The year 2020 will be the first full year of the Modi 2.0 government. It is also a rare year in which the government will not have to face any major election other than the one at Delhi.
With economic growth hovering around just 5%, economists had been expecting deep reforms, especially those relating to subsidies in the Union budget.
The Economic Survey of 2019-20 devoted a full chapter, ‘Undermining Markets: When Government Intervention Hurts More Than It Helps’, to the need for reduced government intervention. The budget presented on February 1 has not taken cognisance of the recommendations for the food and agriculture sector. But, there could be a hidden signal for things to come.
Among all the programmes affecting farmers, the largest allocation has always been for food subsidy which is provided in the budget of the department of food and public distribution.
This subsidy has seen a massive almost Rs 70,000 crore reduction in allocation this budget to Rs 1.15 trillion against the expectation of Rs 1.84 trillion for 2019-20. In the current year itself, the revised estimate of food subsidy has reduced to Rs 1.08 trillion.
This is the subsidy provided to Food Corporation of India and state governments (of decentralised procurement states like Chhattisgarh, Madhya Pradesh, Odisha, Andhra Pradesh, and so on, for procurement of wheat and paddy at minimum support price and its distribution under the public distribution system.
For the first time, the government has acknowledged the use of extra budgetary and other resources like National Small Savings Fund (NSSF) for meeting the requirement of food subsidy. FCI has unpaid bills of Rs 1.8 trillion and lower provision of food subsidy in 2020-21 means that the government will be looking for options other than borrowing from NSSF at 8.4% interest to reduce the burden of food subsidy.
Someday, the government will have to pay to FCI to clear the dues of the NSSF.
The economic survey recommended that the centre may reduce coverage under National Food Security Act for highly subsidised grains (Rs 2 per kg for wheat and Rs 3 per kg for rice) from about 70% of the population to bottom 20%.
For the rest, the survey proposes linking of issue price to MSP. Similar recommendation to reduce coverage under NFSA to 40% of the population was made by Shanta Kumar Committee (2015) set up in Modi 1.0 but no action was taken by the government.
So, is the government considering reduction in coverage and increase in issue price? The budget gives no indication of this but it is possible that the government may bite the bullet and reduce coverage under NFSA.
However, if that’s done it will be at odds with the government’s policy of expanding the coverage of its procurement programme at minimum support prices.
In Kharif 2018, the MSP for common variety of paddy was increased by 12.9%. As a result, rice procurement in 2018-19 (October-September) reached an all-time high of 44 million tonnes.
In the last 14 years, paddy procurement has expanded from traditional states of Punjab and Haryana to Odisha, Madhya Pradesh, Chhattisgarh, West Bengal, Andhra Pradesh, Telangana and Tamil Nadu also. It is therefore unlikely that the Centre can unilaterally reduce procurement of rice, after persuading the states in the last 14 years to join decentralised scheme of procurement under which the responsibility for procurement, storage, movement and distribution under PDS is borne by the state itself.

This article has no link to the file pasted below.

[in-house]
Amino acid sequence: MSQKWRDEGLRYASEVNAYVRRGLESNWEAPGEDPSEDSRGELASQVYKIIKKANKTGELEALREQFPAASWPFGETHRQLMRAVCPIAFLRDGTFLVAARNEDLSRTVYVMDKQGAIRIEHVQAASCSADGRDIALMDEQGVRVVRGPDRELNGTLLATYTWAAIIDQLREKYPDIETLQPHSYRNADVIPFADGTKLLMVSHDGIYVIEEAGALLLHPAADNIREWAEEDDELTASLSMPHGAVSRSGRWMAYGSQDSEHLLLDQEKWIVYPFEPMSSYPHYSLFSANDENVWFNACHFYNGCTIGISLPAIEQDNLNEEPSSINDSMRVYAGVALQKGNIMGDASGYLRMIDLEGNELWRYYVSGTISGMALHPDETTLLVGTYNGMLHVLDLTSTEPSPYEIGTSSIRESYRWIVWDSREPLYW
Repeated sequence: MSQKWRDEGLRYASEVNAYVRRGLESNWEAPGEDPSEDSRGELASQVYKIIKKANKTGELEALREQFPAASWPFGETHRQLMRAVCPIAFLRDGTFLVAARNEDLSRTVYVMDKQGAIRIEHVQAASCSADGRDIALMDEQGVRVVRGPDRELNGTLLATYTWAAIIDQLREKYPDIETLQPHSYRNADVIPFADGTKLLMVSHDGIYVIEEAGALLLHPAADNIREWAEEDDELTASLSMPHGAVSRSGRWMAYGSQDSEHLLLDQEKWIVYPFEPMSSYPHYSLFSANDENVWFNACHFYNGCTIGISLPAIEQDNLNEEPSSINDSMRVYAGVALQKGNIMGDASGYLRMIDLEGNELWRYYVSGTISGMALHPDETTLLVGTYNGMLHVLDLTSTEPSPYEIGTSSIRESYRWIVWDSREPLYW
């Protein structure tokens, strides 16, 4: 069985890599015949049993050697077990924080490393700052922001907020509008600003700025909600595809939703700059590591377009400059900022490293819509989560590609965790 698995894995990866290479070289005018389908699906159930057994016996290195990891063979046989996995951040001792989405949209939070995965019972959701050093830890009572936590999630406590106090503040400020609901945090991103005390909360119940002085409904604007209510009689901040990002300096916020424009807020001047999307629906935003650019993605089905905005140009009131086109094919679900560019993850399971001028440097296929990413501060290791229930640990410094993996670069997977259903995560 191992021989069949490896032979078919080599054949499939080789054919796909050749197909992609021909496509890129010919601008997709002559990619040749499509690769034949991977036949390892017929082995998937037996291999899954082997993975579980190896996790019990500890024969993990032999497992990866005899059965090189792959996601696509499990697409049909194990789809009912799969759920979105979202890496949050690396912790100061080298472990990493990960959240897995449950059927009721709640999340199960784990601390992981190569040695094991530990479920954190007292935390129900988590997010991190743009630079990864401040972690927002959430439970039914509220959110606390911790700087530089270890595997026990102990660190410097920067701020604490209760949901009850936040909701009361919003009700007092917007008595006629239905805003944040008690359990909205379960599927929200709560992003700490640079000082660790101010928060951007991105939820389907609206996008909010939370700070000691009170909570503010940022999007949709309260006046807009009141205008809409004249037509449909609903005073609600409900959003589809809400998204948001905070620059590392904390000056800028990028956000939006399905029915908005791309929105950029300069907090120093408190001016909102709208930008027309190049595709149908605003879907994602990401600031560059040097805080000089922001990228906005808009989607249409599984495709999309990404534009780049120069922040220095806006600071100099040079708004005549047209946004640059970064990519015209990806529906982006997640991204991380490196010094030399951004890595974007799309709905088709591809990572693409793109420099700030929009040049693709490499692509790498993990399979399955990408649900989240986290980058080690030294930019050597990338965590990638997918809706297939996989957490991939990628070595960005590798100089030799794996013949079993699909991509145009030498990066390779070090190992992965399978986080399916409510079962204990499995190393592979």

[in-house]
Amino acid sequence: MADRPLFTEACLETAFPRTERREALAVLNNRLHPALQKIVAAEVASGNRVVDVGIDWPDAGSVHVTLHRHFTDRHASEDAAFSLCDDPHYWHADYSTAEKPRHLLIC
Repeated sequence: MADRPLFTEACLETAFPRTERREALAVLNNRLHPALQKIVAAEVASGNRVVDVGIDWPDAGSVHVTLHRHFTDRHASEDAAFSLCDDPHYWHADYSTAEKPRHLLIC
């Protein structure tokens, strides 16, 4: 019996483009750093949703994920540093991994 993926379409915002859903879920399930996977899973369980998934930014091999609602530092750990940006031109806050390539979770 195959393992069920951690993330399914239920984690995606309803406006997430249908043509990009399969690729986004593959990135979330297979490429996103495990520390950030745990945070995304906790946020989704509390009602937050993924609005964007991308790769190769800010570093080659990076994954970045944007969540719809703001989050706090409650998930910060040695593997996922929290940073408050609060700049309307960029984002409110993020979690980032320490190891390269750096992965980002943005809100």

What is however possible and highly desirable is to reduce procurement of rice in water stressed districts of Punjab and Haryana. The finance minister has also announced that comprehensive measures will be taken in 100 water stressed districts.
Similarly, after the food crisis of 2005-06, the government launched the National Food Security Mission and persuaded the states to increase procurement of wheat.
In addition to traditional wheat procuring states of Punjab and Haryana, Uttar Pradesh, Madhya Pradesh and Rajasthan have emerged as major states for wheat procurement. It is possible to move some wheat area in Punjab, Haryana and Rajasthan to rabi oilseeds but it will require some direct support to farmers to compensate for losses in initial years.
But, the reality also is that given the employment crisis and declining wages in rural India, the government will find it very difficult to go by recommendation of economic survey for restricting NFSA coverage to just 20% of the population.
The second major item of subsidy for agriculture is fertiliser subsidy for which BE for 2020-21 is lower by Rs 8687 crore as compared to budget expectation for 2019-20. Fertiliser industry has pending bills of Rs 39,100 crore and so far, PSUs in fertiliser sector have not accessed NSSF.
In fact Modi 1.0 had decided to revive urea plants at Gorakhpur, Sindri, Talcher and Barauni at a cost of Rs 39,651 crore. A gas pipeline is being laid by oil PSUs for these plants.
Retail price of urea in India is about the cheapest in the world. Payment of urea subsidy to farmers through direct benefit transfer has been under consideration of the government for several years but no consensus has been reached with the state governments as any DBT will only reach land holders but tenant farmers will have to buy urea at market price.
Reduced allocation for fertiliser subsidy will further erode profitability of companies. It is possible that the government is considering deregulation of prices and payment of subsidy to cultivators directly. For this a massive programme of recording tenancy is necessary. But, as we have seen with PM Kisan exercises of this kind are not easy to implement.
Overall, it appears that the reduction in allocation in the budget of 2020-21 for these two major subsidies may not mean that the government is moving towards major reform of food and fertiliser subsidies.
Siraj Hussain is Visiting Senior Fellow, ICRIER. He retired as Union Agriculture Secretary.